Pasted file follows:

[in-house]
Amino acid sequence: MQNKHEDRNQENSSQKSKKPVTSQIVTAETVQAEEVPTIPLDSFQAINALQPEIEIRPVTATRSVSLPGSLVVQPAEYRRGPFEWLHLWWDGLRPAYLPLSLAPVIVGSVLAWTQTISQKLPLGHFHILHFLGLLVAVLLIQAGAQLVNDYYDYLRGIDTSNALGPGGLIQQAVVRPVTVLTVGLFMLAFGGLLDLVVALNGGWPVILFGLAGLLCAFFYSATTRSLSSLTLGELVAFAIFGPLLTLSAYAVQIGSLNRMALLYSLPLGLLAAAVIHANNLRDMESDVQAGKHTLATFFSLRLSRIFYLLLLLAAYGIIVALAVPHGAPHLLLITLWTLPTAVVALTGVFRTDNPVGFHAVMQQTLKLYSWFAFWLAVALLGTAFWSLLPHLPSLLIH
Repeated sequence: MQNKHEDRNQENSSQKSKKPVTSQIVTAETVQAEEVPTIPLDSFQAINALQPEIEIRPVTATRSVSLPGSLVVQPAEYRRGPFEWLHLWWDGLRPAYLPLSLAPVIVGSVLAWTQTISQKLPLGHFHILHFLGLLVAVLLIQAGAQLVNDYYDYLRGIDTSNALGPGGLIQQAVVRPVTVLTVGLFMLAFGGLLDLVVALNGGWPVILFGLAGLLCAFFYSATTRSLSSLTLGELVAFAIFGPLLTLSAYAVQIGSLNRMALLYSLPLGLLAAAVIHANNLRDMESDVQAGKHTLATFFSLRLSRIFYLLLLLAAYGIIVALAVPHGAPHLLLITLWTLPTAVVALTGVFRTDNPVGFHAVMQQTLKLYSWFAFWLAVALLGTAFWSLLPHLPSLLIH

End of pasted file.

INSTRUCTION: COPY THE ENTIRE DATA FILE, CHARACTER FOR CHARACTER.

[in-house]
Amino acid sequence: MQNKHEDRNQENSSQKSKKPVTSQIVTAETVQAEEVPTIPLDSFQAINALQPEIEIRPVTATRSVSLPGSLVVQPAEYRRGPFEWLHLWWDGLRPAYLPLSLAPVIVGSVLAWTQTISQKLPLGHFHILHFLGLLVAVLLIQAGAQLVNDYYDYLRGIDTSNALGPGGLIQQAVVRPVTVLTVGLFMLAFGGLLDLVVALNGGWPVILFGLAGLLCAFFYSATTRSLSSLTLGELVAFAIFGPLLTLSAYAVQIGSLNRMALLYSLPLGLLAAAVIHANNLRDMESDVQAGKHTLATFFSLRLSRIFYLLLLLAAYGIIVALAVPHGAPHLLLITLWTLPTAVVALTGVFRTDNPVGFHAVMQQTLKLYSWFAFWLAVALLGTAFWSLLPHLPSLLIH
Repeated sequence: MQNKHEDRNQENSSQKSKKPVTSQIVTAETVQAEEVPTIPLDSFQAINALQPEIEIRPVTATRSVSLPGSLVVQPAEYRRGPFEWLHLWWDGLRPAYLPLSLAPVIVGSVLAWTQTISQKLPLGHFHILHFLGLLVAVLLIQAGAQLVNDYYDYLRGIDTSNALGPGGLIQQAVVRPVTVLTVGLFMLAFGGLLDLVVALNGGWPVILFGLAGLLCAFFYSATTRSLSSLTLGELVAFAIFGPLLTLSAYAVQIGSLNRMALLYSLPLGLLAAAVIHANNLRDMESDVQAGKHTLATFFSLRLSRIFYLLLLLAAYGIIVALAVPHGAPHLLLITLWTLPTAVVALTGVFRTDNPVGFHAVMQQTLKLYSWFAFWLAVALLGTAFWSLLPHLPSLLIH